It was the photo of a young girl, dying in a Mariupol hospital after Russian shelling, that made up Martin Wyness’ mind. He had to go and help in Ukraine.
Less than three months later, he was in an ambulance racing to save the life of another little girl gravely injured by a Russian attack, as more shells crashed down around them. They turned around and raced back the way they had came, looking for another route to safety and medical care for the eight-year-old, whose body was peppered with shrapnel.
“They didn’t get her the first time so they had another go,” he said, in his hospital base in Donbas region. “As if that little girl wasn’t vulnerable enough.”
Wyness is part of a volunteer medical unit bridging the gap between Ukraine’s eastern frontline – which is experiencing the most intense fighting of the war – and major hospitals where war-injured soldiers and civilians can get long-term treatment for their wounds.
Medbat Pirogov volunteer hospital brings together dozens of Ukrainians, including some who returned from abroad to serve, and a handful of internationals who felt compelled to try to help out in a conflict thousands of miles from home.
“I felt this wasn’t Ukraine’s war, it was Europe’s war, my war,” said Wyness. He has twice made the journey to Ukraine from his Southampton home. The first month of the war he spent in the basement of a Kyiv hospital, patching up those injured in the battle for the city.
After the Russians were defeated he returned home for a break, but in early May returned to the new frontline near the almost-besieged town of Sievierodonetsk.
Ukraine’s president, Volodymyr Zelenskiy, said the battle in Donbas was so intense that up to 100 of the country’s soldiers were dying in combat each day.
It is a gruelling artillery duel in which the enemy is often faceless and unseen, appearing only in the form of shells, rockets and missiles, and visible through the terrible injuries they inflict on the bodies of civilians and soldiers alike.
“Some days I think I’ve got to go, it’s just too much,” Wyness said, in an interview interrupted when shells started landing close to the base and the team had to race down to a basement bunker.
Both the injuries and the constant threat of death are exhausting; the medics are targets for a military that has repeatedly bombed hospitals in Ukraine and in Syria, killing doctors, nurses and patients in defiance of international law.
The medics are fundraising for armoured ambulances that would at least protect medics and patients from the worst of the shrapnel, but the war has sent prices even for secondhand vehicles soaring. So for now the group race towards the frontline in ordinary vehicles that would be ripped to shreds if an artillery round landed too close.
Jennifer spent $4,500 (£3,560) of her own money to travel from California and risk death daily to help out. She does not want her last name published because she told her mum she was only going to Poland to help refugees, although she told her daughters – who are 17 and 23 – the truth.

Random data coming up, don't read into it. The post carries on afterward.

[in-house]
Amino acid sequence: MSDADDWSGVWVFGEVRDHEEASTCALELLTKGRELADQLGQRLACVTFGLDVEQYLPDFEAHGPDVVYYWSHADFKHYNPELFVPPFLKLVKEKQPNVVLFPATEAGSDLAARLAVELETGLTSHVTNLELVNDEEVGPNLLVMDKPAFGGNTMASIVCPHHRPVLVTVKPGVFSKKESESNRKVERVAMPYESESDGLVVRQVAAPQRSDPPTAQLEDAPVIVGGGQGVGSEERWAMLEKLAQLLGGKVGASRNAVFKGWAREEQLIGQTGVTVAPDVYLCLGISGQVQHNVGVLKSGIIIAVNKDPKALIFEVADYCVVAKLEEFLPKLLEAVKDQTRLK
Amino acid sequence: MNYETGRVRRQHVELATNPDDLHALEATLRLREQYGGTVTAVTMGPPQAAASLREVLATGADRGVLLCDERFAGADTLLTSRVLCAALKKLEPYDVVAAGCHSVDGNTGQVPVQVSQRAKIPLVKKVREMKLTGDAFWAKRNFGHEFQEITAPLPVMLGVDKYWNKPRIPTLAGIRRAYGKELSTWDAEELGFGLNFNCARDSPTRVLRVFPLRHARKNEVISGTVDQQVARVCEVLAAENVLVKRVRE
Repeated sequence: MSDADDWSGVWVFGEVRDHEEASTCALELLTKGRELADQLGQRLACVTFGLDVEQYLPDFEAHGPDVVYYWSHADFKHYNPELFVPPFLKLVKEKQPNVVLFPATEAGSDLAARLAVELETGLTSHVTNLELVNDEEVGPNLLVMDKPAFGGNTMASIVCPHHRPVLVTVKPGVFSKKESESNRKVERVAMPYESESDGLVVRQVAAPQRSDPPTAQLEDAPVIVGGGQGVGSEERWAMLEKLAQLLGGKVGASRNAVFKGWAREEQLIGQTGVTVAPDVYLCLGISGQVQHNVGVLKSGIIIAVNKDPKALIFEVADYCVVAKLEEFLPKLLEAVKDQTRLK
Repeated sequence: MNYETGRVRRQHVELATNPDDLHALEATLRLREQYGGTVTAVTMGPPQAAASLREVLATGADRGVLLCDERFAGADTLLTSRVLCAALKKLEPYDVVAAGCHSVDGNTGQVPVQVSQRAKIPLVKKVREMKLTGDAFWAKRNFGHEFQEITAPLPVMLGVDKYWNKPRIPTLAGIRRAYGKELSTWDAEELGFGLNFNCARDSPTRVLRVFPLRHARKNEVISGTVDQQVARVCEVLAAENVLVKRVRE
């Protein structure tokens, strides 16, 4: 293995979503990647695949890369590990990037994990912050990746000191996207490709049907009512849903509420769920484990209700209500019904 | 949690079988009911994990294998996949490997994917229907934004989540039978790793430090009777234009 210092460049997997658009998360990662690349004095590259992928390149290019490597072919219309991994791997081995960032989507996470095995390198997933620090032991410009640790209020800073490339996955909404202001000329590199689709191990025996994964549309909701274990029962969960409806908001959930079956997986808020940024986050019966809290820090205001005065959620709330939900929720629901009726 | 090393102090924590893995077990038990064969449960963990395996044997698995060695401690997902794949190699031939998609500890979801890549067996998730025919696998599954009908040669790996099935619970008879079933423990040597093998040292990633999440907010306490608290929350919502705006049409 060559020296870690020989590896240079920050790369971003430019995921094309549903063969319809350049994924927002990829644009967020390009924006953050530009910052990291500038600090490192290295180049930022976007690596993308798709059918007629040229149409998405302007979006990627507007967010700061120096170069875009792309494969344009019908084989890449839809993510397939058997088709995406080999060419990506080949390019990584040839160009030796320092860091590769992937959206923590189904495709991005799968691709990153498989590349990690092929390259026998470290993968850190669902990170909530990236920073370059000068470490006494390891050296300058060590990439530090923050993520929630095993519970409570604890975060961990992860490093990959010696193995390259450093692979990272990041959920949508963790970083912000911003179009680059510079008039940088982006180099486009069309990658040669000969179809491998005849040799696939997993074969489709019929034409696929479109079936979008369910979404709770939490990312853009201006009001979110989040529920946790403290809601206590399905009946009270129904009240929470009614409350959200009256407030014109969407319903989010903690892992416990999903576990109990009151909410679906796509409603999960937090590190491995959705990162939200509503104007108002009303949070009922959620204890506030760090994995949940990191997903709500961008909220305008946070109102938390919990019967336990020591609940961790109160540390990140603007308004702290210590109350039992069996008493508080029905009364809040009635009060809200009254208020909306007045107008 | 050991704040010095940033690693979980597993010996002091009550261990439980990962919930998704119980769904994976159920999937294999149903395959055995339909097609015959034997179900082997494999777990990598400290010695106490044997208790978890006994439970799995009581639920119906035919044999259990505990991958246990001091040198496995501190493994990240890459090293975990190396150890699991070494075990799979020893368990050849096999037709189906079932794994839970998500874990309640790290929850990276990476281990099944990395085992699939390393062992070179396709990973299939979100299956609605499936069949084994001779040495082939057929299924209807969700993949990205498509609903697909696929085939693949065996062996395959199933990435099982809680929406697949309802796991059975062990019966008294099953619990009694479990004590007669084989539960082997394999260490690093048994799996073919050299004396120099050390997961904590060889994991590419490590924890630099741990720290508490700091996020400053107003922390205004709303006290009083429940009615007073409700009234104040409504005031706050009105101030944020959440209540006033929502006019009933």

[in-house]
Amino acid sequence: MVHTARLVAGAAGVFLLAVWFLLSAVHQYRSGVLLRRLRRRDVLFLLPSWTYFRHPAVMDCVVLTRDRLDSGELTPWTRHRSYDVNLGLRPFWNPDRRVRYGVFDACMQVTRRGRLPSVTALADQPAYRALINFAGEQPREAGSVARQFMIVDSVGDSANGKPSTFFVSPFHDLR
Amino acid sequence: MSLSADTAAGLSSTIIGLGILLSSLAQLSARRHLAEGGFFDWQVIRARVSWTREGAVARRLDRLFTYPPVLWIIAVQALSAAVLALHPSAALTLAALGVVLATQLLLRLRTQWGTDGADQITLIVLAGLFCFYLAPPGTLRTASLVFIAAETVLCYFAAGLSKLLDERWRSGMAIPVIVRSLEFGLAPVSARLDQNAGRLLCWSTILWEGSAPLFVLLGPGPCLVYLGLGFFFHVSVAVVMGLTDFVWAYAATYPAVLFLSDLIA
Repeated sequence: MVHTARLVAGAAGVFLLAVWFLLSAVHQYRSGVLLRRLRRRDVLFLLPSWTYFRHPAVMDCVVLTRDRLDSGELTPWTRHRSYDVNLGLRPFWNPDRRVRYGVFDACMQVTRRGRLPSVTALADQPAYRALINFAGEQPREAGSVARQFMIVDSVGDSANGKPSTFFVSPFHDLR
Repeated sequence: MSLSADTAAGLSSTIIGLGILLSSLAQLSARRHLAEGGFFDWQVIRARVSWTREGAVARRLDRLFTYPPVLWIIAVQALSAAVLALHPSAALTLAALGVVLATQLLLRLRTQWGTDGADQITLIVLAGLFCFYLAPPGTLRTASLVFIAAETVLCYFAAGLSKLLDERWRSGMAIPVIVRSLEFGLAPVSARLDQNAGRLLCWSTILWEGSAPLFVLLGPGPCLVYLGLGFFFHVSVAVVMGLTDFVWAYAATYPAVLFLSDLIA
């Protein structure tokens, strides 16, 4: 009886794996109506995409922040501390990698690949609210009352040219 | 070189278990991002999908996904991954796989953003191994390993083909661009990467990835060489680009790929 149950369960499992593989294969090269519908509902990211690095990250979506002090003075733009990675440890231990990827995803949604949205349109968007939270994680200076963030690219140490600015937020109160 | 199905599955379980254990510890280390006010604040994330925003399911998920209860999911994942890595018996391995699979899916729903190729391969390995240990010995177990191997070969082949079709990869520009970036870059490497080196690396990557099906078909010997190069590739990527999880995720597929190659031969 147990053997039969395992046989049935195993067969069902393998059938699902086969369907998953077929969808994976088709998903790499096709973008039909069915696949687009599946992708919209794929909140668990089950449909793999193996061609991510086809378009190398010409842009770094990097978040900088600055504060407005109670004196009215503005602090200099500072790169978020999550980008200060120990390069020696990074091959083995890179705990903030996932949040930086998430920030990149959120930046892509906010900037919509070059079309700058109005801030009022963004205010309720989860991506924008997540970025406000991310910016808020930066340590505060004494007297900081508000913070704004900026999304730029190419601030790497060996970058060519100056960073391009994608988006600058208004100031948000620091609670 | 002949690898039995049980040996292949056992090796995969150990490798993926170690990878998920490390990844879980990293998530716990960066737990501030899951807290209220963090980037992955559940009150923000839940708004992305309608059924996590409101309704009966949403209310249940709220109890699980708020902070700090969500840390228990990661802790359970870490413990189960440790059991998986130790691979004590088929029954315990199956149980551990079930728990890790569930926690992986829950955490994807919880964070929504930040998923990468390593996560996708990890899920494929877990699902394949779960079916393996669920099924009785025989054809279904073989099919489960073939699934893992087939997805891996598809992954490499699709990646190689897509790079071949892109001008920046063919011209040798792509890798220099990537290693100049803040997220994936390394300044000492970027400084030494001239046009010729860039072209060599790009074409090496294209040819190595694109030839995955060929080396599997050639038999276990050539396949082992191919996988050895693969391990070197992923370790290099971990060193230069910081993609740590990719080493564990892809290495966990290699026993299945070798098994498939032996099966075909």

“The way I’ve raised them they understand that this is an important thing to do,” she said. “If you know something is wrong and you don’t say or do anything, it’s doubly wrong.”
Jennifer worked as a medic in Afghanistan, on contract with the international mission, so is used to conflict injuries and dangerous environments but the intensity and proximity of the fighting in Ukraine has still shocked her.
“It’s more than I expected. Yesterday morning I was upstairs getting changed, a rocket flew by and landed just close by. The first night we got here we were in the basement, told to get ready to evacuate, because they thought the Russians had breached [Ukrainian lines] and were coming.”
She made up her mind to volunteer when she saw Zelenskiy appealing to the world for assistance in Ukraine’s struggle, and began researching her options before contacting Gennadiy Druzenko, the founder of Medbat. “It’s a struggle for freedom and they need help,” Jennifer said.
Ukrainians have tried to deter foreigners who do not have military experience from trying to go to the frontlines but Martin and Jennifer have practical skills that are needed as the deaths and injuries mount among civilians and soldiers.
There are also Ukrainian medics in the team, some returned from abroad, others unable to get commissions in the oversubscribed military medical corps but determined to serve. Dymtro Rusnak drove back from Germany with a car full of medical aid.
He had been getting ready for this moment for the best part of a decade. In 2014, after Russia seized Crimea and Russian-backed proxy forces took control of parts of Donbas, Rusnak changed his speciality from radiology to acute care.
“I saw I had to prepare myself, because at any moment it was possible that Russia could start a full war,” he said. When they did, he paused only to put his contract on hold – his bosses were very understanding – and gather as much medical supplies as he could from friends and colleagues.
His main worry when the shells start falling is not his own safety but the worry he is bringing his elderly parents. “Although they are proud, it is very traumatic for them, there are no parents who want to see their children’s funeral.”
He is waiting to get his German medical qualifications certified so he can practise as a doctor in Ukraine, so for now works with Wyness as an ambulance paramedic.
“These years of education and preparation, all these skills, should be used,” he said. “I wanted to be an example, you can say thousands of words, make thousands of posts on social media, but this means nothing … you have to act, to do something.”